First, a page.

I wonder what the villagers of Medjugorje, and the pilgrims from within the former Yugoslavia, heard in these words of Ezekiel? They have known, as I have not, the pain of their own family members fighting and sometimes dying in a bloody conflict. They have lived with the claims that the Queen of Heaven was calling for ‘peace, peace, peace’ before, during and after the war which ravaged their land. They have seen this isolated Herzegovinan cluster of hamlets become a world-renowned shrine where sins are forgiven, lives are changed, and charitable works bless the nation and the world. What works? One need only mention Mary’s Meals (food for schoolchildren in the developing world), Cenacolo (communities of support for recovering addicts) and the local Mother’s Village (for orphans, refugees and others in distress).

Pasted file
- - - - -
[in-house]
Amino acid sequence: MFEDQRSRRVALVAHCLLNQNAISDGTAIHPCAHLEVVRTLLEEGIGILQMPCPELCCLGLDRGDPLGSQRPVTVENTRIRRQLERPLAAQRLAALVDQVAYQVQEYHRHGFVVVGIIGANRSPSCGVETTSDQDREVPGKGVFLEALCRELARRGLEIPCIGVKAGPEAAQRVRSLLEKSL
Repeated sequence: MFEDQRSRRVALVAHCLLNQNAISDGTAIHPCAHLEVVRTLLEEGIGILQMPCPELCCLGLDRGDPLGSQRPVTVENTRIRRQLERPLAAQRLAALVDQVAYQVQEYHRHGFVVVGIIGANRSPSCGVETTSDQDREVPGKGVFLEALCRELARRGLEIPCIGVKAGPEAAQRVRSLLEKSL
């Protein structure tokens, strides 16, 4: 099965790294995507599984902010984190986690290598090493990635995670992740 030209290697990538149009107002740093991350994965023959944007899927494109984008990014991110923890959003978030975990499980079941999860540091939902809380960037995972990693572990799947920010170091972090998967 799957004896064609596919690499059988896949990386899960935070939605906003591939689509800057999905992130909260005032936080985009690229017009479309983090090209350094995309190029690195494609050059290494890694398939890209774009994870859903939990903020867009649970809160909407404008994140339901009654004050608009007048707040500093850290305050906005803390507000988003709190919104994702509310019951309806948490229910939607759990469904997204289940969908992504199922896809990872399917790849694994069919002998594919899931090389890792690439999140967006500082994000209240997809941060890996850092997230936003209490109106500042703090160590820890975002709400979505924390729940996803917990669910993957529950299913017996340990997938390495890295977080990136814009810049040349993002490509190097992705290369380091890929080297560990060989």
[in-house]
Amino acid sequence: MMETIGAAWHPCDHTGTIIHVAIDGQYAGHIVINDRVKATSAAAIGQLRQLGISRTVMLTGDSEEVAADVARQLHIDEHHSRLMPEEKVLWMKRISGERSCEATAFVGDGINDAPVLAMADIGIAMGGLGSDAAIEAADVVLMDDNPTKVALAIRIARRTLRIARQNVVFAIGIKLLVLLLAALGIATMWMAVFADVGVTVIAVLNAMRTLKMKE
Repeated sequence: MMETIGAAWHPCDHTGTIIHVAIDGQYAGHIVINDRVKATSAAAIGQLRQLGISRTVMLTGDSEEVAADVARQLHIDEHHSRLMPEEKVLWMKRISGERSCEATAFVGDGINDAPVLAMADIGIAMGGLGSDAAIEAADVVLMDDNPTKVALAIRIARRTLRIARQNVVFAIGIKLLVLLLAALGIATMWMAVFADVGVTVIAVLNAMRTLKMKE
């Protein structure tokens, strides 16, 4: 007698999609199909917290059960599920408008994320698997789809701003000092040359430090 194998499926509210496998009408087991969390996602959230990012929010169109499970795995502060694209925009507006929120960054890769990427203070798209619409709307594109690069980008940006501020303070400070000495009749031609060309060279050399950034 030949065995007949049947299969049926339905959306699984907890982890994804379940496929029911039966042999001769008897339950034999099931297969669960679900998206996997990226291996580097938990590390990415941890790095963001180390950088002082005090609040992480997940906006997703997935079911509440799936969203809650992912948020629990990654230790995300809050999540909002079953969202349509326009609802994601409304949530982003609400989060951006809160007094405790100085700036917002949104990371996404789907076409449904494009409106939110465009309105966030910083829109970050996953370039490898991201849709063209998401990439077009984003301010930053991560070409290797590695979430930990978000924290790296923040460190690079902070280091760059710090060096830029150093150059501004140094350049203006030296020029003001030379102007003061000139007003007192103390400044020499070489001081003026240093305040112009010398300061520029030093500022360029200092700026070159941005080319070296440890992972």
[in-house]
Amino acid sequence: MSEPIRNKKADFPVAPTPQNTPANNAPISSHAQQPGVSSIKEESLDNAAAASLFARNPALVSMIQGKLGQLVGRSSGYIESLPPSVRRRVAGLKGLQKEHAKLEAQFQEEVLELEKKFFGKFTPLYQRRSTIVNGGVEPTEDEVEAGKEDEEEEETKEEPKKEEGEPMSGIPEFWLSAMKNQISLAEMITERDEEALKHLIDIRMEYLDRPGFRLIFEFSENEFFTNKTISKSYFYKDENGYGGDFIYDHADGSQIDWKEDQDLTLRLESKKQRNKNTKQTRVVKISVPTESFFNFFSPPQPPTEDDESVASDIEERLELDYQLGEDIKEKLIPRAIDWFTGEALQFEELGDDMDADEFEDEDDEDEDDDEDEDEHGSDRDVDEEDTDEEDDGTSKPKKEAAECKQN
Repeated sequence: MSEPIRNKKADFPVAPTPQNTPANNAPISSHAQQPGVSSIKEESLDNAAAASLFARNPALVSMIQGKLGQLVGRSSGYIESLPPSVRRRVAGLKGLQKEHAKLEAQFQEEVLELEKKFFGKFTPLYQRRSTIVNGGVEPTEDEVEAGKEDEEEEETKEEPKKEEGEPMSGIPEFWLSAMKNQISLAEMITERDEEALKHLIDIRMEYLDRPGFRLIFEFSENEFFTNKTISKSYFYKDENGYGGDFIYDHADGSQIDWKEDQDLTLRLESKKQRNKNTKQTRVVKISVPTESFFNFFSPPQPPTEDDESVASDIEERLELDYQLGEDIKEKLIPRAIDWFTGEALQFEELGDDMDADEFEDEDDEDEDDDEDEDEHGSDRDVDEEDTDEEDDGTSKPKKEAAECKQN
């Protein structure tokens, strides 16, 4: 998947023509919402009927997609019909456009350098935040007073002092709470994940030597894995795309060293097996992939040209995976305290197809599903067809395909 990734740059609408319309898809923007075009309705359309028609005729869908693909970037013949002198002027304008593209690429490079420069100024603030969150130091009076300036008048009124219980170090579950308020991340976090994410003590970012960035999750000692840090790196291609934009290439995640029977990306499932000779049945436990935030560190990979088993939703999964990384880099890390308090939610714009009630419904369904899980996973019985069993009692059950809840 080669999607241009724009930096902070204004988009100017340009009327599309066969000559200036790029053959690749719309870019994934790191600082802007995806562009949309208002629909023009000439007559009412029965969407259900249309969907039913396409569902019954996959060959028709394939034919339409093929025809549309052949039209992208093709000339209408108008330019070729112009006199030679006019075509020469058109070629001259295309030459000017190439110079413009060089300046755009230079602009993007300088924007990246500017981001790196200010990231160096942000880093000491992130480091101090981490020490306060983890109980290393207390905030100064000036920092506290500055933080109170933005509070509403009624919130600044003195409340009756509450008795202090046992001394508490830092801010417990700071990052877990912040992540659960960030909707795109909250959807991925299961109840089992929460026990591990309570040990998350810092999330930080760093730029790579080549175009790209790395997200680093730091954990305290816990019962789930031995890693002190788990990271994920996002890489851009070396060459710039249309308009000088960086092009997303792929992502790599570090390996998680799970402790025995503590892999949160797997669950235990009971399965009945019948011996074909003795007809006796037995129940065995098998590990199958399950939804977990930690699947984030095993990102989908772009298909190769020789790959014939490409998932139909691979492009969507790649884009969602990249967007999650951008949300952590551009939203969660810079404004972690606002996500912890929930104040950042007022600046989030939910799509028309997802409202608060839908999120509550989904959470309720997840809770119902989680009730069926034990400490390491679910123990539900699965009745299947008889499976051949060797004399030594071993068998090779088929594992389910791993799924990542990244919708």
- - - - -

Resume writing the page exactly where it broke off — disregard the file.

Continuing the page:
Good works are not without their price. Every charity requires financial giving by many, and an investment of love and labour by a few. At the end of the Jubilee Year 1933, the parishioners of Medjugorje agreed to erect a cross on the hill now known as Krizevac – Cross Mountain. One might imagine Our Lord and the Blessed Mother looking down from heaven and choosing a suitable place to bring a message of peace. There would need to be room for the church to expand its facilities to greet the many pilgrims who would come. There would need to be places for spiritual exercises – a lesser hill to honour the mother of God and a great mountain leading to the Holy Cross. The local people, too, would find a small measure of prosperity from the business of welcoming pilgrims – who should receive this blessing? The soils of Hercegovina, where Franciscan missionary priests sustained the faith despite the oppression of the Ottoman Empire over 800 years, perhaps? The same Hercegovina where 20th century Catholics resisted the status that came with embracing Communism by stubbornly persisting in their Catholic faith and practice?